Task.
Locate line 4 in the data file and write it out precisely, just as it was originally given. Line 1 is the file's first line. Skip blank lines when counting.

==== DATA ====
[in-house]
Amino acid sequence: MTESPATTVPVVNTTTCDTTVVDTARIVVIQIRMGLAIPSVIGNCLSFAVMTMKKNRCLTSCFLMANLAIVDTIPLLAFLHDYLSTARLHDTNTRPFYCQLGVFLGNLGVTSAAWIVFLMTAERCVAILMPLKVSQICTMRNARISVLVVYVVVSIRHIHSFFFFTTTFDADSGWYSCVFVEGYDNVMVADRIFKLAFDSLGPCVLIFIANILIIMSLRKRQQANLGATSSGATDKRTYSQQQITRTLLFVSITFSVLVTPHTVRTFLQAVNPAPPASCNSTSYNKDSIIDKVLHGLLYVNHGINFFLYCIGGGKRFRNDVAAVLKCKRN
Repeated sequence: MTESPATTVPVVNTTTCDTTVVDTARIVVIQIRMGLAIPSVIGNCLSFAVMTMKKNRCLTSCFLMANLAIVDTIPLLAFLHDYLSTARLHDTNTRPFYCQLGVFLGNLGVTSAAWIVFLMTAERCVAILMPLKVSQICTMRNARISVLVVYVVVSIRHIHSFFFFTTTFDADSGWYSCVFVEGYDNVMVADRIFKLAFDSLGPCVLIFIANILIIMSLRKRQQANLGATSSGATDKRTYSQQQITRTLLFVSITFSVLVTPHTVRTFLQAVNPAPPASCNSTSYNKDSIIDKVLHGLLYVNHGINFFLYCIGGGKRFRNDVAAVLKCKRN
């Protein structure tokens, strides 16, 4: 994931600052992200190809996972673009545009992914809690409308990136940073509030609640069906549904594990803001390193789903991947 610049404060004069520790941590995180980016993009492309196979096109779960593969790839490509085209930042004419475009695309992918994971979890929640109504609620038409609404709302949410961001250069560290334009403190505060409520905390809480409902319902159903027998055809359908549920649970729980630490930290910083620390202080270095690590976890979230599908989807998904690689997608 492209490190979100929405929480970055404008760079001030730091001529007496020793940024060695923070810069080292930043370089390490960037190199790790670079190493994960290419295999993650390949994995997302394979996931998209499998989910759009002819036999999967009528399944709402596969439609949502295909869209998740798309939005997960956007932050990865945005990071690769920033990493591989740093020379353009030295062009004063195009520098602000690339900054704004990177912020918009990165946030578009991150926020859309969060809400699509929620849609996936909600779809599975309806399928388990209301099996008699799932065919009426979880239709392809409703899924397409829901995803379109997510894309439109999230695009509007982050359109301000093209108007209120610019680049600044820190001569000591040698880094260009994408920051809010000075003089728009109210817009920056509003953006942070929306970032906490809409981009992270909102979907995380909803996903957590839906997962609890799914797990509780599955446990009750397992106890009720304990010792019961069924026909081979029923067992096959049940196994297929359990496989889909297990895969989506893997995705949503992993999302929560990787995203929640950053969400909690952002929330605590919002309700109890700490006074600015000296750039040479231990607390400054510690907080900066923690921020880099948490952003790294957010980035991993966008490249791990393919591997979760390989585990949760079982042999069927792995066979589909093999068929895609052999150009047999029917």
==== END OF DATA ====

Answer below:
């Protein structure tokens, strides 16, 4: 994931600052992200190809996972673009545009992914809690409308990136940073509030609640069906549904594990803001390193789903991947 610049404060004069520790941590995180980016993009492309196979096109779960593969790839490509085209930042004419475009695309992918994971979890929640109504609620038409609404709302949410961001250069560290334009403190505060409520905390809480409902319902159903027998055809359908549920649970729980630490930290910083620390202080270095690590976890979230599908989807998904690689997608 492209490190979100929405929480970055404008760079001030730091001529007496020793940024060695923070810069080292930043370089390490960037190199790790670079190493994960290419295999993650390949994995997302394979996931998209499998989910759009002819036999999967009528399944709402596969439609949502295909869209998740798309939005997960956007932050990865945005990071690769920033990493591989740093020379353009030295062009004063195009520098602000690339900054704004990177912020918009990165946030578009991150926020859309969060809400699509929620849609996936909600779809599975309806399928388990209301099996008699799932065919009426979880239709392809409703899924397409829901995803379109997510894309439109999230695009509007982050359109301000093209108007209120610019680049600044820190001569000591040698880094260009994408920051809010000075003089728009109210817009920056509003953006942070929306970032906490809409981009992270909102979907995380909803996903957590839906997962609890799914797990509780599955446990009750397992106890009720304990010792019961069924026909081979029923067992096959049940196994297929359990496989889909297990895969989506893997995705949503992993999302929560990787995203929640950053969400909690952002929330605590919002309700109890700490006074600015000296750039040479231990607390400054510690907080900066923690921020880099948490952003790294957010980035991993966008490249791990393919591997979760390989585990949760079982042999069927792995066979589909093999068929895609052999150009047999029917």